Results 1  10
of
16
Embedding large subgraphs into dense graphs
, 2009
"... What conditions ensure that a graph G contains some given spanning subgraph H? The most famous examples of results of this kind are probably Dirac’s theorem on Hamilton cycles and Tutte’s theorem on perfect matchings. Perfect matchings are generalized by perfect Fpackings, where instead of covering ..."
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Cited by 34 (11 self)
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What conditions ensure that a graph G contains some given spanning subgraph H? The most famous examples of results of this kind are probably Dirac’s theorem on Hamilton cycles and Tutte’s theorem on perfect matchings. Perfect matchings are generalized by perfect Fpackings, where instead of covering all the vertices of G by disjoint edges, we want to cover G by disjoint copies of a (small) graph F. It is unlikely that there is a characterization of all graphs G which contain a perfect Fpacking, so as in the case of Dirac’s theorem it makes sense to study conditions on the minimum degree of G which guarantee a perfect Fpacking. The Regularity lemma of Szemerédi and the Blowup lemma of Komlós, Sárközy and Szemerédi have proved to be powerful tools in attacking such problems and quite recently, several longstanding problems and conjectures in the area have been solved using these. In this survey, we give an outline of recent progress (with our main emphasis on Fpackings, Hamiltonicity problems and tree embeddings) and describe some of the methods involved.
Perfect matchings and Hamilton cycles in hypergraphs with large degrees
, 2009
"... We establish a new lower bound on the lwise collective minimum degree which guarantees the existence of a perfect matching in a kuniform hypergraph, where 1 ≤ l < k/2. For l = 1, this improves a long standing bound by Daykin and Häggkvist [4]. Our proof is a modification of the approach of Han ..."
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Cited by 15 (1 self)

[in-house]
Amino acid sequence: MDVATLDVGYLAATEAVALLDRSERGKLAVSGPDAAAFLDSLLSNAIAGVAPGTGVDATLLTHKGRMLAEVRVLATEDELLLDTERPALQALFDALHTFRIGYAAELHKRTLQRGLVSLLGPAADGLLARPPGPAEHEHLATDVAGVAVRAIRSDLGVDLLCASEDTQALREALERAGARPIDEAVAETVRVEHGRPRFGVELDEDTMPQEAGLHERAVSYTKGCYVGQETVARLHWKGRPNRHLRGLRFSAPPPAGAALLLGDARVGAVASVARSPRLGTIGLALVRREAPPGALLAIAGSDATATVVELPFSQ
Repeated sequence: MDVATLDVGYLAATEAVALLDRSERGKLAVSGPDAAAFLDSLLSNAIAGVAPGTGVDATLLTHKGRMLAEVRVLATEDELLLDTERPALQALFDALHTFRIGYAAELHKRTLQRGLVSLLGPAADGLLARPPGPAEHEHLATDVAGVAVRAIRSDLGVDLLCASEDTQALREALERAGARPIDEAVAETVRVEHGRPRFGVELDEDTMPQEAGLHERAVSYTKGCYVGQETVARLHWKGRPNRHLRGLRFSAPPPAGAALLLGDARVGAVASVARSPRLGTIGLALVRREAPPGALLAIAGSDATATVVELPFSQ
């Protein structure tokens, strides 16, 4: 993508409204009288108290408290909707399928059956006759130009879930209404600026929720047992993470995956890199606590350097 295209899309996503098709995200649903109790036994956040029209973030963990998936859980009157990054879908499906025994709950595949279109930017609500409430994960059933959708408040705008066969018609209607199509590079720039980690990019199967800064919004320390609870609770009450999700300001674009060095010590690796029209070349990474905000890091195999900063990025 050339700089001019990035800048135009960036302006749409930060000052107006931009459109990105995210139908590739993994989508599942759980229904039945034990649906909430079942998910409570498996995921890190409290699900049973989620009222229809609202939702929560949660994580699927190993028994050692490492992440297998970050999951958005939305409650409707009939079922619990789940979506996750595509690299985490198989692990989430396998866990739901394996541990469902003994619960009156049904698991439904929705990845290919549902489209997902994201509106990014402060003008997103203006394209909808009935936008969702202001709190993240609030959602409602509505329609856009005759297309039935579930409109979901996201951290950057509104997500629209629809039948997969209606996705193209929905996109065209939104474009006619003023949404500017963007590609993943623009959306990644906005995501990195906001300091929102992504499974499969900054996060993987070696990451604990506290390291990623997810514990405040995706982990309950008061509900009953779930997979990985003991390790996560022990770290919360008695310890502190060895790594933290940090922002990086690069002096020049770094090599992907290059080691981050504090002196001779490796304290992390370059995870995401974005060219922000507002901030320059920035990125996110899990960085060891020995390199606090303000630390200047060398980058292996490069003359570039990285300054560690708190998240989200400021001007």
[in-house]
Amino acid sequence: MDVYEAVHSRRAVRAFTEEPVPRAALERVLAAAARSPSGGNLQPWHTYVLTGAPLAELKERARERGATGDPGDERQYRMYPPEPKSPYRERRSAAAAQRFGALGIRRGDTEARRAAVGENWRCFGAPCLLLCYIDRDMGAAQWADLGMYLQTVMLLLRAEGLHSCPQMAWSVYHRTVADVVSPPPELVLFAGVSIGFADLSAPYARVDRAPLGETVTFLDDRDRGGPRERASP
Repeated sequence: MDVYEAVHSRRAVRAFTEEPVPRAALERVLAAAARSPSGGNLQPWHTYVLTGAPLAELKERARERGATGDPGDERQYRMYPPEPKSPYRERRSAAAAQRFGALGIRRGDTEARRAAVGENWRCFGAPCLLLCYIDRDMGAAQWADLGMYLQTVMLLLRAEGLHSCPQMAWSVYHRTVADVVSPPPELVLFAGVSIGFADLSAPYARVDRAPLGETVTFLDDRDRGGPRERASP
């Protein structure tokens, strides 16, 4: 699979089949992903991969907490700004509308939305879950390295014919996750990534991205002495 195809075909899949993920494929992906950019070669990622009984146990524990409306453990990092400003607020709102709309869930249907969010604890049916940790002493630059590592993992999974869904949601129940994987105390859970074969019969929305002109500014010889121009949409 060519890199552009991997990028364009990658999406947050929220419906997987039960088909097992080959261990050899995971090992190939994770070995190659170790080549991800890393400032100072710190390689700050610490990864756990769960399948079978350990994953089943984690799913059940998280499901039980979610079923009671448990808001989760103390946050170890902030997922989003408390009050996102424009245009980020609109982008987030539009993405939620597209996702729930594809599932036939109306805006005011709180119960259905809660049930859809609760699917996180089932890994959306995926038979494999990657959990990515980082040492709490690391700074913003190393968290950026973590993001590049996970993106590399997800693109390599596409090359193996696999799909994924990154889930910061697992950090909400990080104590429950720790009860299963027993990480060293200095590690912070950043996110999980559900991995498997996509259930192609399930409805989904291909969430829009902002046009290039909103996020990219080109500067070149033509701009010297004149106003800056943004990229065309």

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We establish a new lower bound on the lwise collective minimum degree which guarantees the existence of a perfect matching in a kuniform hypergraph, where 1 ≤ l < k/2. For l = 1, this improves a long standing bound by Daykin and Häggkvist [4]. Our proof is a modification of the approach of Han, Person, and Schacht from [8]. In addition, we fill a gap left by the results solving a similar question for the existence of Hamilton cycles.
Packing Hamilton Cycles in Random and Pseudorandom Hypergraphs
, 2010
"... We say that a kuniform hypergraph C is a Hamilton cycle of type ℓ, for some 1 ≤ ℓ ≤ k, if there exists a cyclic ordering of the vertices of C such that every edge consists of k consecutive vertices and for every pair of consecutive edges Ei−1, Ei in C (in the natural ordering of the edges) we have ..."
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Cited by 14 (6 self)
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We say that a kuniform hypergraph C is a Hamilton cycle of type ℓ, for some 1 ≤ ℓ ≤ k, if there exists a cyclic ordering of the vertices of C such that every edge consists of k consecutive vertices and for every pair of consecutive edges Ei−1, Ei in C (in the natural ordering of the edges) we have Ei−1 − Ei  = ℓ. We prove that for ℓ ≤ k ≤ 2ℓ, with high probability almost all edges of a random kuniform hypergraph H(n, p, k) with p(n) ≫ log 2 n/n can be decomposed into edge disjoint type ℓ Hamilton cycles. We also provide sufficient conditions for decomposing almost all edges of a pseudorandom kuniform hypergraph into type ℓ Hamilton cycles, for ℓ ≤ k ≤ 2ℓ. For the case ℓ = k these results show that almost all edges of corresponding random and pseudorandom hypergraphs can be packed into disjoint perfect matchings.
Hamilton ℓcycles in uniform hypergraphs
 JOURNAL OF COMBINATORIAL THEORY. SERIES A
"... We say that a kuniform hypergraph C is an ℓcycle if there exists a cyclic ordering of the vertices of C such that every edge of C consists of k consecutive vertices and such that every pair of consecutive edges (in the natural ordering of the edges) intersects in precisely ℓ vertices. We prove th ..."
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Cited by 12 (3 self)
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We say that a kuniform hypergraph C is an ℓcycle if there exists a cyclic ordering of the vertices of C such that every edge of C consists of k consecutive vertices and such that every pair of consecutive edges (in the natural ordering of the edges) intersects in precisely ℓ vertices. We prove that if 1 ≤ ℓ < k and k − ℓ does not divide k then any kuniform hypergraph on n vertices with minimum degree at least nd k k− ` e(k−`) +o(n) contains a Hamilton ℓcycle. This confirms a conjecture of Hàn and Schacht. Together with results of Rödl, Ruciński and Szemerédi, our result asymptotically determines the minimum degree which forces an `cycle for any ` with 1 ≤ ℓ < k.
Packing tight Hamilton cycles in 3uniform hypergraphs